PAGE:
Further, testing the sterility of the water from the water bath showed contamination with Pseudomonas bacilli. As per the recommendations, the thawed FFP should be kept at 1–6°C and infused within 24 h of thawing. After 24 h, the component must either be discarded or, if collected in a functionally closed system, may be relabeled as thawed plasma.[3] In this case, our blood centre technician had inadvertently extended the storage of the thawed FFP already kept at 1-6° C for nearly 46 h instead of the recommended 24 h. This had most probably led to the development of the bacteria-induced fibrinous coagulum. This bacteria-contaminated unit could have been detrimental if administered to the recipient. Published reports have suggested the occurrence of neonatal infections due to P. aeruginosa associated with a water bath used for thawing the FFP units.[5] As a preventive action, we initiated regular and repeated quality checks of the water bath. We have also updated our standard operating procedure (SOP) regarding the frequent change of the water almost 12-hourly post-thawing of frozen blood products as a corrective action.

To conclude, robust pre-donation screening by the residents while taking history, physical examination of the asymptomatic blood donors and vigilant monitoring of the critical areas such as donor arm cleaning, collection and blood component processing including, the thawing of the frozen blood products all count as cost-effective measures to reduce the recurrence of bacterial contamination/s in the blood products.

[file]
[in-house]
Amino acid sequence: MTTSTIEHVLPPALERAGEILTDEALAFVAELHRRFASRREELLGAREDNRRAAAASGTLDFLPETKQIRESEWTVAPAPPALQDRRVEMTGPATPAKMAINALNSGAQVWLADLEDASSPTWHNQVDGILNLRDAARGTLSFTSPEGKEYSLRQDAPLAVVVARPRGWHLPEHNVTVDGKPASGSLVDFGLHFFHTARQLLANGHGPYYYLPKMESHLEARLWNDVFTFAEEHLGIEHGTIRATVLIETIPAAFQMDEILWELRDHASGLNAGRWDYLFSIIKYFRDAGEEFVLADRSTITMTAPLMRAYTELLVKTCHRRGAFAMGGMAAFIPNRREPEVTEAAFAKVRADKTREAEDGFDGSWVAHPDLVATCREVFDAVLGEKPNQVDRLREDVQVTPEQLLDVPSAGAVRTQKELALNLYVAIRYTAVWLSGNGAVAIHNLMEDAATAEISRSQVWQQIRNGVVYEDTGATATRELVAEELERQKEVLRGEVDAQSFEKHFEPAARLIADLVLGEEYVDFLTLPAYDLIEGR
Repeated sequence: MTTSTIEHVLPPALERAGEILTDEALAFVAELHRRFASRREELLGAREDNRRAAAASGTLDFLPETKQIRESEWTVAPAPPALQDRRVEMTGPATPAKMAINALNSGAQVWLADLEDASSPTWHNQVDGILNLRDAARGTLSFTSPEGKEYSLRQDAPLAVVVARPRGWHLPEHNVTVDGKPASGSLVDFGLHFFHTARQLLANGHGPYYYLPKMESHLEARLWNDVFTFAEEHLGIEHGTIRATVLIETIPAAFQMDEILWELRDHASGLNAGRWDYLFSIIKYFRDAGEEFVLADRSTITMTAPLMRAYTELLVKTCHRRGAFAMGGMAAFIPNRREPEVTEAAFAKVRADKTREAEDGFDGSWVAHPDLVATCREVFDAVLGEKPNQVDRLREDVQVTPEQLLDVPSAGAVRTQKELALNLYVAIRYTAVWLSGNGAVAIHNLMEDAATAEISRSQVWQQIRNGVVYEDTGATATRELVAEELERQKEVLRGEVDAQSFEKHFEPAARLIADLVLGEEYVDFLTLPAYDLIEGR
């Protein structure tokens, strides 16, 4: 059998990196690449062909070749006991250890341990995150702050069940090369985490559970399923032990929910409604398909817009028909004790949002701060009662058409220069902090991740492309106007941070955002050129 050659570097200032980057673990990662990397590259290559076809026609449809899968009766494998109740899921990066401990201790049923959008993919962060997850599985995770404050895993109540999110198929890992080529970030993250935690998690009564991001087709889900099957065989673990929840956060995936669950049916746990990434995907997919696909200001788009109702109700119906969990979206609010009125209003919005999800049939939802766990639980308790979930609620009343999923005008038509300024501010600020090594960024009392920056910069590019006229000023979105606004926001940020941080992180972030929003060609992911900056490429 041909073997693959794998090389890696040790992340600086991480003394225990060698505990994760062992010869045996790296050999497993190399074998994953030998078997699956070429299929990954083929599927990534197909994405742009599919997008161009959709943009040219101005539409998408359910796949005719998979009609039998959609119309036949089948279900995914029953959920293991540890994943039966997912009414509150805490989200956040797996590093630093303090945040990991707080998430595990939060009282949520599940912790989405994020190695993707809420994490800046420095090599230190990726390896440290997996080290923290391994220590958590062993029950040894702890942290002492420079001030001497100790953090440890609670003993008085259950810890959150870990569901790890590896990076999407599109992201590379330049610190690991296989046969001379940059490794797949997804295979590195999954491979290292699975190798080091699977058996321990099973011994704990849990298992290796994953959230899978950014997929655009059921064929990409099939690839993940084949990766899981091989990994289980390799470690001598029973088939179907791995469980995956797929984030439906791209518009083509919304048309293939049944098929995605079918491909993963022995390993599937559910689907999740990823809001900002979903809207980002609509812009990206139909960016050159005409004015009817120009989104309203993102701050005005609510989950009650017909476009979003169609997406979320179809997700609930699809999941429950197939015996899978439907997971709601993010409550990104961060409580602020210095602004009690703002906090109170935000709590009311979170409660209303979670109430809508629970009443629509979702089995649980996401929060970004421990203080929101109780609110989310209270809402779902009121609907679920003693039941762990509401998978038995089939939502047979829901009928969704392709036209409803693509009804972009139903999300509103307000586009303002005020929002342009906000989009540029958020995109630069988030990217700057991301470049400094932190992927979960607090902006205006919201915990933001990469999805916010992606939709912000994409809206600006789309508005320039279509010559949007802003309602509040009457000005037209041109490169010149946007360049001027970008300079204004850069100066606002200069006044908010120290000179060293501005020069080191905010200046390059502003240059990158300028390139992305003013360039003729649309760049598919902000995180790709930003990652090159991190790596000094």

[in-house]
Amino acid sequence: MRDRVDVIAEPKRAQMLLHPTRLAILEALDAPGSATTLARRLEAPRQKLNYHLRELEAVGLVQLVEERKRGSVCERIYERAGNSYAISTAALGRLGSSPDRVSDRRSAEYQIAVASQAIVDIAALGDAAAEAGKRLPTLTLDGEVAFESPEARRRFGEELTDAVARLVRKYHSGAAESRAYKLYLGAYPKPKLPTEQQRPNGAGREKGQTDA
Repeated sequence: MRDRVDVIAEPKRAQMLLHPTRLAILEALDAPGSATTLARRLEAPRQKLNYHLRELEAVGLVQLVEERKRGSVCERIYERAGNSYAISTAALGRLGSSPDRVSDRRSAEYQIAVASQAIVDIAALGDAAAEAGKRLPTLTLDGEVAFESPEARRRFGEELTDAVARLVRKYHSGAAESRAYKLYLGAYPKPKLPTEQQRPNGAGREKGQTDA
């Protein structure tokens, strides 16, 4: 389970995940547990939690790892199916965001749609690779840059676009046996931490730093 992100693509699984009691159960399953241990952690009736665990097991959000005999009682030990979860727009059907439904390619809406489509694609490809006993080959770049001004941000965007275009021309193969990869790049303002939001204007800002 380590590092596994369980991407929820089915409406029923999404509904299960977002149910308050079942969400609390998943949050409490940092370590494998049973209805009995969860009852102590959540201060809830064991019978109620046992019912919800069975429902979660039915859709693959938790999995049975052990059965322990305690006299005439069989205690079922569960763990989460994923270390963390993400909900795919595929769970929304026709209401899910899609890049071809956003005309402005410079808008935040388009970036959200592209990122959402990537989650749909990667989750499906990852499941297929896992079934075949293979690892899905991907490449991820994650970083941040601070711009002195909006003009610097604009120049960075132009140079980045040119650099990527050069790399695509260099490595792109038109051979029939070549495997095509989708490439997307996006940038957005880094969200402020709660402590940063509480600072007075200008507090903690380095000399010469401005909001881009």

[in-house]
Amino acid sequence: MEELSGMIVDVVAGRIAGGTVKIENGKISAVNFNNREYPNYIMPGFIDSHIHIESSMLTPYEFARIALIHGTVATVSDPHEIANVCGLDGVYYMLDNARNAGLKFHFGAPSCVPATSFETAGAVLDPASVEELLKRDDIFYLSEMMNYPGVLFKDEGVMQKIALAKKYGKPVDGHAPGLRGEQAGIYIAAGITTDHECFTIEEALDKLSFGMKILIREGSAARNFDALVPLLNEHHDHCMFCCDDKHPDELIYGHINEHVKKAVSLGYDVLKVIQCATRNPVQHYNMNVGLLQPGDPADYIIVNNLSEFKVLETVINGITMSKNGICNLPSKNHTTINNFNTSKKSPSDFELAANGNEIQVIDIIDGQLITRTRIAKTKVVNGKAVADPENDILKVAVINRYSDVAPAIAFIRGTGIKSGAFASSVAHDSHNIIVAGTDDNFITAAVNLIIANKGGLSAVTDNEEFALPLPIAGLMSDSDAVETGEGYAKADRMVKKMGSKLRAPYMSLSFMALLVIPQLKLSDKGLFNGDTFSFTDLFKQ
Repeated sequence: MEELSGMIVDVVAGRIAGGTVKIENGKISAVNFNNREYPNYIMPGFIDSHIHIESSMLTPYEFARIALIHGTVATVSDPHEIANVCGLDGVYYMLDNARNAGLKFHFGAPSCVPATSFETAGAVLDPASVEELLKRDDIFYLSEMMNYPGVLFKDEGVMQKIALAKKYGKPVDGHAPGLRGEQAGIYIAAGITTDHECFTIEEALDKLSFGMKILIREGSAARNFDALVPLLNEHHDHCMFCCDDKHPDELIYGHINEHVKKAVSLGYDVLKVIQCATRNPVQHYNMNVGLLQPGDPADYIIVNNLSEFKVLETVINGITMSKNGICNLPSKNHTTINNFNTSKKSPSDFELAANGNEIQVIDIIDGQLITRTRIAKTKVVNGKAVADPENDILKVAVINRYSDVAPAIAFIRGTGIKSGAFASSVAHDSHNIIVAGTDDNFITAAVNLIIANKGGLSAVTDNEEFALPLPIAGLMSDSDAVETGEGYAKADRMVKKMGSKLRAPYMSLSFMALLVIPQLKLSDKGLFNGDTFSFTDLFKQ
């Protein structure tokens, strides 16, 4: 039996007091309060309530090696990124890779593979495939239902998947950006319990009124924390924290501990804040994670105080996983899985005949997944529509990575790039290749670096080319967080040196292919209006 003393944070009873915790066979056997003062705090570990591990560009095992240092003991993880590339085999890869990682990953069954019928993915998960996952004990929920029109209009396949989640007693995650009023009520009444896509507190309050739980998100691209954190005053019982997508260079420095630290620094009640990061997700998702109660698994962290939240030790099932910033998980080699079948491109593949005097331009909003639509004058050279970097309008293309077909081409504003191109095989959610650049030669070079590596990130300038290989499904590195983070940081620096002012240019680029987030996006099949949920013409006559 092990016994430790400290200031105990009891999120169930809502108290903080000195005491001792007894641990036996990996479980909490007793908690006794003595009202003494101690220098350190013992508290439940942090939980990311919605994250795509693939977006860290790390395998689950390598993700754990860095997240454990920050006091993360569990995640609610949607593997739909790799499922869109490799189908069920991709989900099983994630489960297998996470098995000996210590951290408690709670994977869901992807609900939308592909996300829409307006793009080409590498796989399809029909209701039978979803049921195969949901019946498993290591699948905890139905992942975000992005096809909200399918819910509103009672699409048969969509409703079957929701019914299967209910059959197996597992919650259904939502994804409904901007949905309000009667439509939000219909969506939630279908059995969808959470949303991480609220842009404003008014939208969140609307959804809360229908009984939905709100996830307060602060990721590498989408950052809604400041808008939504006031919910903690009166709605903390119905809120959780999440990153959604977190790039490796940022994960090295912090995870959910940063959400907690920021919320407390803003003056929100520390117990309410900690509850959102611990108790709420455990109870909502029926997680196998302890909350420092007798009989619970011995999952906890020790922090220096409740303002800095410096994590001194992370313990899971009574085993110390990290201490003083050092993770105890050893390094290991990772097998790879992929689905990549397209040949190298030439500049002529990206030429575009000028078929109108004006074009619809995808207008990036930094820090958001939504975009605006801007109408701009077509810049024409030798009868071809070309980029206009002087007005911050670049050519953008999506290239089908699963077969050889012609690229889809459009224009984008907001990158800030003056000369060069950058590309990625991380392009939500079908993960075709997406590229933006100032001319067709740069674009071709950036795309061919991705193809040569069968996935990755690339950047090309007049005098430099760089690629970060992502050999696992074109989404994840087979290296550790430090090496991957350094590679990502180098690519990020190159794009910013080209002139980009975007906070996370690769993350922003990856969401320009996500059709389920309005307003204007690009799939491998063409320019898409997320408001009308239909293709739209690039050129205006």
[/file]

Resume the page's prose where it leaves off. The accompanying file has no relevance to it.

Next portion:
Financial support and sponsorship

Nil.

Conflicts of interest

There are no conflicts of interest.



 
  References Top

1.
Raturi M, Gupta D. The chronicles of blood banking in India. Transfus Clin Biol 2020;27:162-3.  Back to cited text no. 1
    
2.
Brecher ME, Hay SN. Bacterial contamination of blood components. Clin Microbiol Rev 2005;18:195-204.  Back to cited text no. 2
    
3.
Saran RK. Blood components preparation and their uses. In: Transfusion Medicine Technical Manual. 2nd ed. New Delhi: Directorate General of Health Services [DGHS], Ministry of Health and Family Welfare; 2003. p. 193-228.  Back to cited text no. 3
    
4.
Gupta A, Chaudhary K, Pokhrel A, Sachdeva P, Varshney S, Arora H, et al. Large fibrinous coagulum in the platelet bag: A hint towards bacterial contamination. Indian J Hematol Blood Transfus 2021;37:337-8.  Back to cited text no. 4
    
5.
Muyldermans G, de Smet F, Pierard D, Steenssens L, Stevens D, Bougatef A, et al. Neonatal infections with Pseudomonas aeruginosa associated with a water-bath used to thaw fresh frozen plasma. J Hosp Infect 1998;39:309-14.  Back to cited text no. 5